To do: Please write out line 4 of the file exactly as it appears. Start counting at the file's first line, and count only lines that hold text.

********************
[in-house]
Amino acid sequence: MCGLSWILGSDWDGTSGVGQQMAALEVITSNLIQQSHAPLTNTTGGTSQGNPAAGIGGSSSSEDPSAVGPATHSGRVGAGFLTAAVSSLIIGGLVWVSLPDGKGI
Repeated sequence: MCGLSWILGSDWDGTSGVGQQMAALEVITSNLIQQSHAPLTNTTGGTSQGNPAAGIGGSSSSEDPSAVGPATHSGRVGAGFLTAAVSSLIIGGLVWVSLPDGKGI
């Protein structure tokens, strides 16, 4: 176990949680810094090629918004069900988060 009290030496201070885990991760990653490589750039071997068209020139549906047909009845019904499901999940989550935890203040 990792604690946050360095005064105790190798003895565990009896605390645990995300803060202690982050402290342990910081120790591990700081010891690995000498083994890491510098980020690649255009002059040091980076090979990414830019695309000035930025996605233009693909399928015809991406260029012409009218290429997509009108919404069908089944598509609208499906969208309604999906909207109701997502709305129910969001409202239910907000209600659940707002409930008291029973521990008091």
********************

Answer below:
């Protein structure tokens, strides 16, 4: 176990949680810094090629918004069900988060 009290030496201070885990991760990653490589750039071997068209020139549906047909009845019904499901999940989550935890203040 990792604690946050360095005064105790190798003895565990009896605390645990995300803060202690982050402290342990910081120790591990700081010891690995000498083994890491510098980020690649255009002059040091980076090979990414830019695309000035930025996605233009693909399928015809991406260029012409009218290429997509009108919404069908089944598509609208499906969208309604999906909207109701997502709305129910969001409202239910907000209600659940707002409930008291029973521990008091």